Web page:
What you may ask is property obsolescence? It’s a hell of a lot more than a remodel. Understanding the concept may also go a long way to determining whether or not you make money on your next income property investment.
This is particularly true given the era of “financial repression” (Edward Chanellor, The Price of Time. The Real Story of Interest) we may now be entering.
Everyone has a balance sheet consisting of assets and liabilities. On the asset side, low interest rates inflate the value of the assets on your balance sheet. This applies to real estate, stocks and bonds. Hence, you feel richer.
On the liability side, you pay low interest rates and everything feels more affordable.
Rising interest rates reverse this process. As rates rise, asset prices historically have gone down because the cost of money reduces the size of the buyer pool. This makes you feel poorer.
On the liability side, paying higher interest rates, things seem less affordable.
The current round of Fed rate hikes has triggered a financial crisis wiping out trillions of dollars in value across global stocks and bond markets.
The losses endured by central banks backstopping these losses have been enormous.
In turn, this may usher in an era of financial repression where credit is much harder to get as governments inflate their way out of debt. This will have serious repercussions in CRE.
Financing will likely get tougher across the board. However, this maybe particularly true for newly distressed asset types.
Distressed asset climbed significantly in the second half of 2022. Around 65% of these newly distressed assets were in the retail and office sectors (ALM Global 3/23/2023).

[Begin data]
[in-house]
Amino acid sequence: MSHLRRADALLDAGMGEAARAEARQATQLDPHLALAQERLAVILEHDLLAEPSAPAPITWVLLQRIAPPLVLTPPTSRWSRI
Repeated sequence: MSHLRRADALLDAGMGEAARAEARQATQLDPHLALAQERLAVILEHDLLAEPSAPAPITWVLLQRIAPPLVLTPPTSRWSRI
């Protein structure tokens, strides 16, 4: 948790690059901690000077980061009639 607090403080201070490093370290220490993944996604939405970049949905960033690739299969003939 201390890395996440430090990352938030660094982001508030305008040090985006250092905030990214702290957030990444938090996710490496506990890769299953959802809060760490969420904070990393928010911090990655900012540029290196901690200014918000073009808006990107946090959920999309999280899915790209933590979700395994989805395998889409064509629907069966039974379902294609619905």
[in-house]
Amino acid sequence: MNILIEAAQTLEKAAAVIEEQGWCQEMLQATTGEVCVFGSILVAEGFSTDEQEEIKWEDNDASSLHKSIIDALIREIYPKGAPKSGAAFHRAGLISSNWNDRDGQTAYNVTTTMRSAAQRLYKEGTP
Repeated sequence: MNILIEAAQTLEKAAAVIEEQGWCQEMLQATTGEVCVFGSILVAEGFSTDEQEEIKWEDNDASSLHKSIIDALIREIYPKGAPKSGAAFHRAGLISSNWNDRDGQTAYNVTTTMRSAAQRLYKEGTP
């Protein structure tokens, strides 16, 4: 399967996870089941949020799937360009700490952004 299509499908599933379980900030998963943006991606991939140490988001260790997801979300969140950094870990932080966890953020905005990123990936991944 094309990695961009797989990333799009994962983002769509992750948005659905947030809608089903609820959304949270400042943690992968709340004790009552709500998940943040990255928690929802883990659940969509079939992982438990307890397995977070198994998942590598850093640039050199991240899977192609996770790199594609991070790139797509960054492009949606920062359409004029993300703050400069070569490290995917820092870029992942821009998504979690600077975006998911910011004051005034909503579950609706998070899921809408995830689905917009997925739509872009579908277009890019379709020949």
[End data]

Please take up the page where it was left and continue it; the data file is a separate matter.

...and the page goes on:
However, unlike past ‘crunches’ these are not situations where otherwise cash-flowing properties simply had short term problems. The office and retail sectors are facing fundamental challenges tied to property obsolescence now.
This means changes in lifestyle and technology are making these property types increasingly obsolete. This obsolescence may be exacerbated by the increasingly restrictive lending environment coming in the wake of the free money mess.
Repurposing a building after it goes dark, is expensive. Banks may be unwilling to lend on properties that are already underwater.
This supports our original argument that in our current environment operating assets (self-storage, senior living, multi-family, etc.) may be best. All these are directly or indirectly associated with habitational needs. This is unlikely to be made obsolete by changing lifestyles and technology anytime soon.